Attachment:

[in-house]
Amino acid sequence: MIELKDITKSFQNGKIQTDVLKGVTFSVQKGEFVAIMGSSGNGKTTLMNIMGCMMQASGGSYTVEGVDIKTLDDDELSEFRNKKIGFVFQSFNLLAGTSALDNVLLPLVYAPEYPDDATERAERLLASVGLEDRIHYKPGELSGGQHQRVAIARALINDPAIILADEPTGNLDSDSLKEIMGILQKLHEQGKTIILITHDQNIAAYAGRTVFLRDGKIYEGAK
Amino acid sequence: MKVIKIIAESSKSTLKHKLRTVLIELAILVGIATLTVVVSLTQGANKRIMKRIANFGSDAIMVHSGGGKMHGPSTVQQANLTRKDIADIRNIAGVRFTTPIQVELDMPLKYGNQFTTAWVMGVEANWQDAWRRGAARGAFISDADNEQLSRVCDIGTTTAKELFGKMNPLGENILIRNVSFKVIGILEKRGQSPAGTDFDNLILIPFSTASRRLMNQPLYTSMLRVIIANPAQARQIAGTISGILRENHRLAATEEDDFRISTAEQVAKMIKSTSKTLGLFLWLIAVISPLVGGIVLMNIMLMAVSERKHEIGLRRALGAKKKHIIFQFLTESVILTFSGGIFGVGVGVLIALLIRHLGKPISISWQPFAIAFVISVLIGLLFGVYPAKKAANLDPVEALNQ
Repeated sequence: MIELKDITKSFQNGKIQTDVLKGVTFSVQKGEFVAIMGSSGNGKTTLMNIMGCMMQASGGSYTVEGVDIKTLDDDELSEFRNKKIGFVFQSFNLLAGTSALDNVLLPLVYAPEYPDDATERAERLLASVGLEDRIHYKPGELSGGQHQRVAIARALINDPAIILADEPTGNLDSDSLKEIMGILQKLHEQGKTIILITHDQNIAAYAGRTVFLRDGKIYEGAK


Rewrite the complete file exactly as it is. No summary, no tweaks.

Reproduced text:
[in-house]
Amino acid sequence: MIELKDITKSFQNGKIQTDVLKGVTFSVQKGEFVAIMGSSGNGKTTLMNIMGCMMQASGGSYTVEGVDIKTLDDDELSEFRNKKIGFVFQSFNLLAGTSALDNVLLPLVYAPEYPDDATERAERLLASVGLEDRIHYKPGELSGGQHQRVAIARALINDPAIILADEPTGNLDSDSLKEIMGILQKLHEQGKTIILITHDQNIAAYAGRTVFLRDGKIYEGAK
Amino acid sequence: MKVIKIIAESSKSTLKHKLRTVLIELAILVGIATLTVVVSLTQGANKRIMKRIANFGSDAIMVHSGGGKMHGPSTVQQANLTRKDIADIRNIAGVRFTTPIQVELDMPLKYGNQFTTAWVMGVEANWQDAWRRGAARGAFISDADNEQLSRVCDIGTTTAKELFGKMNPLGENILIRNVSFKVIGILEKRGQSPAGTDFDNLILIPFSTASRRLMNQPLYTSMLRVIIANPAQARQIAGTISGILRENHRLAATEEDDFRISTAEQVAKMIKSTSKTLGLFLWLIAVISPLVGGIVLMNIMLMAVSERKHEIGLRRALGAKKKHIIFQFLTESVILTFSGGIFGVGVGVLIALLIRHLGKPISISWQPFAIAFVISVLIGLLFGVYPAKKAANLDPVEALNQ
Repeated sequence: MIELKDITKSFQNGKIQTDVLKGVTFSVQKGEFVAIMGSSGNGKTTLMNIMGCMMQASGGSYTVEGVDIKTLDDDELSEFRNKKIGFVFQSFNLLAGTSALDNVLLPLVYAPEYPDDATERAERLLASVGLEDRIHYKPGELSGGQHQRVAIARALINDPAIILADEPTGNLDSDSLKEIMGILQKLHEQGKTIILITHDQNIAAYAGRTVFLRDGKIYEGAK